Here's the options I thought of (including repletion of what others have said):
1. E85001. The most straightforward approach but these things are much sought after on eBay: Expect to pay $100 or more
2. Raymarine plotters which do seatalk 1 and NMEA-0183 should bridge data for you. I have my C90W bridging my seatalk data to the raspberry pi. But I'm guessing you don't have such a plotter and buying
an old plotter to do the data bridging isn't cost, space, or power efficient.
3. Some of the old instruments will convert a subset of seatalk commands: The ST50+ multi for example. The subset of conversions they do may or may not be adequate for your needs. These instrument also seem to cost even more than the E85001 on eBay.
I don't know if Raymarine licensed seatalk to anyone else. I get the impression that non-Raymarine devices might have cribbed their data from Thomas Knauf's go-to seatalk site:
Thomas Knauf Â*Â*Â*Â*SeaTalk Technical Reference
Note that the seatalk->NMEA conversion is not one to one: sometimes you have to assemble an NMEA sentence from several seatalk words and maybe some people's algorithms for doing that (is this the long that goes with that lat or did I miss one?) are not the same as Raymarine's. It probably doesn't matter too much. I might be a bit concerned about how well non-Raymarine vendors did the collision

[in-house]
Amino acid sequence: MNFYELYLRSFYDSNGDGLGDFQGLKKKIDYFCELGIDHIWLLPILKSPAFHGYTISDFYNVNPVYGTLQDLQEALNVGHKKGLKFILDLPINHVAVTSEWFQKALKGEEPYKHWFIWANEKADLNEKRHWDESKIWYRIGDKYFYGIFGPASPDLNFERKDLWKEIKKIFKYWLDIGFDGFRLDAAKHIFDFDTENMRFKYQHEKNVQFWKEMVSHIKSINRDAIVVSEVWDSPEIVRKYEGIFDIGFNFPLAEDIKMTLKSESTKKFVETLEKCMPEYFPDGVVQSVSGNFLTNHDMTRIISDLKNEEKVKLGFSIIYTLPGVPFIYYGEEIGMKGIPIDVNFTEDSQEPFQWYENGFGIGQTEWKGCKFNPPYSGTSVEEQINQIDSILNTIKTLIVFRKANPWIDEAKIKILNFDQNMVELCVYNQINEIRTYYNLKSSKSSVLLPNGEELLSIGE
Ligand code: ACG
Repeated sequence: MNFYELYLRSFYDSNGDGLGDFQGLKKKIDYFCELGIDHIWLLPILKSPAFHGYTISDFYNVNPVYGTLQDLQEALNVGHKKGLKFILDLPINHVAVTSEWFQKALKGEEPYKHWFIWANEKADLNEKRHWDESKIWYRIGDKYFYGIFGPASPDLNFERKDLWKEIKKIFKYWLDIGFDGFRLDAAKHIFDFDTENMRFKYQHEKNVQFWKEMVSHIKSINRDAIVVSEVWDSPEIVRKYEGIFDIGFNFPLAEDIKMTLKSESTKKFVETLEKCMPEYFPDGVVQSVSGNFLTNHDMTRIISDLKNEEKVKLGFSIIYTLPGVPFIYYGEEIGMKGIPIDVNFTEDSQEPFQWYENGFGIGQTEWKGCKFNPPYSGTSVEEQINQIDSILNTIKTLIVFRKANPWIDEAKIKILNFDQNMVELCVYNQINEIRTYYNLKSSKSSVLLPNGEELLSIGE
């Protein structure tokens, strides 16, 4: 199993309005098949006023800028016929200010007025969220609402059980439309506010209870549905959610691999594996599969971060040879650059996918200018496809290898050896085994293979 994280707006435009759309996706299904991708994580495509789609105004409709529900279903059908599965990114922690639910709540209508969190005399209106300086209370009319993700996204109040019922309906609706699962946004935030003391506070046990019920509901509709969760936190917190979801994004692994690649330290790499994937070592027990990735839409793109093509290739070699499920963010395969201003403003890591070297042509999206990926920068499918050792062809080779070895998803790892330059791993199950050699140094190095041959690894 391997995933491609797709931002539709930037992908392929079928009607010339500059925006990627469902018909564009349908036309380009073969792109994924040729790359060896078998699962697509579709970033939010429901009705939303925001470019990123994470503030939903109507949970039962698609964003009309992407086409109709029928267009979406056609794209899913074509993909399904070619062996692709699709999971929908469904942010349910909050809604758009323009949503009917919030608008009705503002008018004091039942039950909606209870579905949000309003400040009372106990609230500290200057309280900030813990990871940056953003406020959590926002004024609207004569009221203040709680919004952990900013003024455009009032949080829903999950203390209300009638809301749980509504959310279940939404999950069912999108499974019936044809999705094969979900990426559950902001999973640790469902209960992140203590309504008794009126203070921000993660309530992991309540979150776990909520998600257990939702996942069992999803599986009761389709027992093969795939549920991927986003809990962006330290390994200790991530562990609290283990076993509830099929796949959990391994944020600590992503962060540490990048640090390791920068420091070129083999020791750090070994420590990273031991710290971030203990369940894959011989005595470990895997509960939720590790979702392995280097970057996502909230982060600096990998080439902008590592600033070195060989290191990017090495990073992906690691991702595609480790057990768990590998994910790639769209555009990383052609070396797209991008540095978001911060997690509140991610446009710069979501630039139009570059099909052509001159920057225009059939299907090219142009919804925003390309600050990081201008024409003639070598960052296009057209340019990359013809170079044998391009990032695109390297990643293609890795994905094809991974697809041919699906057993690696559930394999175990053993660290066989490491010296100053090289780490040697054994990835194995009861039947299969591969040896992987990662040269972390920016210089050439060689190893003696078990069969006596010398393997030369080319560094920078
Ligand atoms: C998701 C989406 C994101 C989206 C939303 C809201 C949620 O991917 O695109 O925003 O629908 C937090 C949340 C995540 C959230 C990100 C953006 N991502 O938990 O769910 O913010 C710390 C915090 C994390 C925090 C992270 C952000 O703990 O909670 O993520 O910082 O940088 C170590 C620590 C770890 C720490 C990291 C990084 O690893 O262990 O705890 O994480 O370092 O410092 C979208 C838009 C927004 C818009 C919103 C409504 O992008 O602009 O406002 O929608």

management when writing nmea->seatalk. Doubtless many do just fine but I saw at least one open source arduino-based project
where there didn't appear to be collision
management at all.
but I digress...
There will be alternatives to the stuff below and I don't have personal experience of any of them other than exchanging a few emails
4. Frank Wallenwein has been selling converters for years: www.gadgetpool.de - Die Homepage
. Various to choose from including little compact ones: Possibly the closest "new" alternative to the E85001. Not super cheap
and not under $100 but not outrageous.
5. various people do nmea multiplexers which do seatalk conversion including brookhouse and shipmodul. vyacht has also been mentioned but these are "fatter" solutions than I believe the OP is really looking for
You could do bit banging with a microcontroller. Or build a circuit to invert the signal and change it to something your UARTs are happy to deal with. The use of the 9th bit to flag command bytes is not such a big deal where you have access to the parity bit but it's slightly more challenging from Linux
userspace if you don't want to stick a microcontroler between seatalk and the pi. You *can* do it though IF your serial
device allows you to set mark and space parity (set space parity, parity error means the 9th bit is set) and it actually flags
parity errors correctly (which a startech serial
to usb converter I was using didn't). I did play around with some seatalk-reading code with this technique and the Thomas Knauf circuit which did work but you can't write the collision management in linux
userspace so it would need to be read only. Note also that I understand there are better circuits around for doing seatalk to rs232
conversion than the one on Thomas Knauf's site but I don't have links and that one worked ok for me.